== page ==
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Lancet. 1990 Sep 22;336(8717):725-8.

High mortality among recipients of bought living-unrelated donor kidneys.

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Renal Unit, Abu Dhabi, Oman.


Between June, 1984, and May, 1988, 130 patients from three renal units in the United Arab Emirates and Oman went of their own accord to Bombay, where they bought, through brokers, kidneys from living unrelated Indian donors for US$2600-3300. 131 transplants were done, and the 122 patients who survived the perioperative period returned to their original renal units for follow-up. Altogether there were 25 deaths (16 before the end of 3 months, 4 in the next 3 months, and 4 more by the end of the first year), which gave a patient survival rate of 81.5% at 1 year. The patients who died had multiple complications, but infection was the commonest known cause of death. Patients were not properly instructed about their treatment, and little or no information was given to doctors following up the patients, criteria of suitability for transplantation were not strict, and patients were exposed to serious infections (including human immunodeficiency virus infection). In addition, the availability of living-donor programmes slows down attempts to establish cadaver-donor transplant programmes.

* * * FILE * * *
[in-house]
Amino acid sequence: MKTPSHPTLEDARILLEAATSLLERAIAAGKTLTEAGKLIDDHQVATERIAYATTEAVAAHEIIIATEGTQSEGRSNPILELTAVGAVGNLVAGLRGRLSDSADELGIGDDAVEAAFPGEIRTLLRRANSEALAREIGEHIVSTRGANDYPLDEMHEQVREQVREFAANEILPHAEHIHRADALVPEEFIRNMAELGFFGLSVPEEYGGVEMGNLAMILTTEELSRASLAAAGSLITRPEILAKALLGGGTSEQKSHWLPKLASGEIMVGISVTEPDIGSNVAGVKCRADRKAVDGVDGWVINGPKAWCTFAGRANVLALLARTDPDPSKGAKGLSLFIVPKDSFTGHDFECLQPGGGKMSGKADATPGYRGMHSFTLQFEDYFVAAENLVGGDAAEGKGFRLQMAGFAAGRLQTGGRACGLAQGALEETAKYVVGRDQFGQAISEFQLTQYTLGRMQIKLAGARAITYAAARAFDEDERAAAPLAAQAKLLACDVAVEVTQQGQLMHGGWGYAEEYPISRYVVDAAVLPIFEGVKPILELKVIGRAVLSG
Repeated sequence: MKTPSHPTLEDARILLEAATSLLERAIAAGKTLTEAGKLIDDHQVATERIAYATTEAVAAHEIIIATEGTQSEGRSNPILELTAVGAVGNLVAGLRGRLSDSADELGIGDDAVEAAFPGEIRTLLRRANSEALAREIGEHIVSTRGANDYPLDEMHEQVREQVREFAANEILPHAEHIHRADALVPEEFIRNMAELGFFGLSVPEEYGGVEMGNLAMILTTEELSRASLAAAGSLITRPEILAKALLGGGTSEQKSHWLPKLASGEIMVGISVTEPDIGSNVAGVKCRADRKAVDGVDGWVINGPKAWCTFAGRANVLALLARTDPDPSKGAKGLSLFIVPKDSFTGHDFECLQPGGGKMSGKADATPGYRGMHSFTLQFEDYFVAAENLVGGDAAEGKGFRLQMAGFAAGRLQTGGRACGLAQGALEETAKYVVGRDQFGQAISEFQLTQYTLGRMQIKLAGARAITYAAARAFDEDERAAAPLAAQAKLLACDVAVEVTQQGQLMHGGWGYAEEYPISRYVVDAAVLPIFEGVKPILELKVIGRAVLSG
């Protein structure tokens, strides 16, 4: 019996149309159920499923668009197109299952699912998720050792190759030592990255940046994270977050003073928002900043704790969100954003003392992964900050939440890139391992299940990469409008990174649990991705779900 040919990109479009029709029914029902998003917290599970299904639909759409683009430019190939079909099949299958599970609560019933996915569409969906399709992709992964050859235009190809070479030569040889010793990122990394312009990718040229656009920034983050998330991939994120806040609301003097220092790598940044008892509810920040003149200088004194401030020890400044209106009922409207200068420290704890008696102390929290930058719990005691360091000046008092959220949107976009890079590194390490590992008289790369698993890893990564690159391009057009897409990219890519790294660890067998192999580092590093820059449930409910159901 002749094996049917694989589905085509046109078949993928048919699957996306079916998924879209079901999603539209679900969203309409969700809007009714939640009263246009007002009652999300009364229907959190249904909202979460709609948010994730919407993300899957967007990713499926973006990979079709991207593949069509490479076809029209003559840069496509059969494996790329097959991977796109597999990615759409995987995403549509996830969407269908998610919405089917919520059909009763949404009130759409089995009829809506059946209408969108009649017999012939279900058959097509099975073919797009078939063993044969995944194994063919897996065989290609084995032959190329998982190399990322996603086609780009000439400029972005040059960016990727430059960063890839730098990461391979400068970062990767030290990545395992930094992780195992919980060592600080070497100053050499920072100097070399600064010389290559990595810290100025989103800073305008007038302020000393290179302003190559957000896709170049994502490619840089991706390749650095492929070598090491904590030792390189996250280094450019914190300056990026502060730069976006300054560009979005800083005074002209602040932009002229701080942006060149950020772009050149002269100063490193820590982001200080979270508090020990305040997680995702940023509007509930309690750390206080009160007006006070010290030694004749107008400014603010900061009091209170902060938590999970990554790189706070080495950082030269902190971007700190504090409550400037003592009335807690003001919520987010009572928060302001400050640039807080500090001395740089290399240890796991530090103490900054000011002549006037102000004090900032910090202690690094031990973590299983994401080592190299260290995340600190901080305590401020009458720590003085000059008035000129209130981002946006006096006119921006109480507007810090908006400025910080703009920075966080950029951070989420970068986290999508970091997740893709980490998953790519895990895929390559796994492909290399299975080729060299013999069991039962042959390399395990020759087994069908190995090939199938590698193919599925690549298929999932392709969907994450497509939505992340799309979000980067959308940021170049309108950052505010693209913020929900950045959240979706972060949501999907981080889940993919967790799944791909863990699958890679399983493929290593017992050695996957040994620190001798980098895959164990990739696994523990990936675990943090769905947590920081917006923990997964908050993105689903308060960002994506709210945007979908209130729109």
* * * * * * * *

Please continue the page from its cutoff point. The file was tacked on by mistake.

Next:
[Indexed for MEDLINE]

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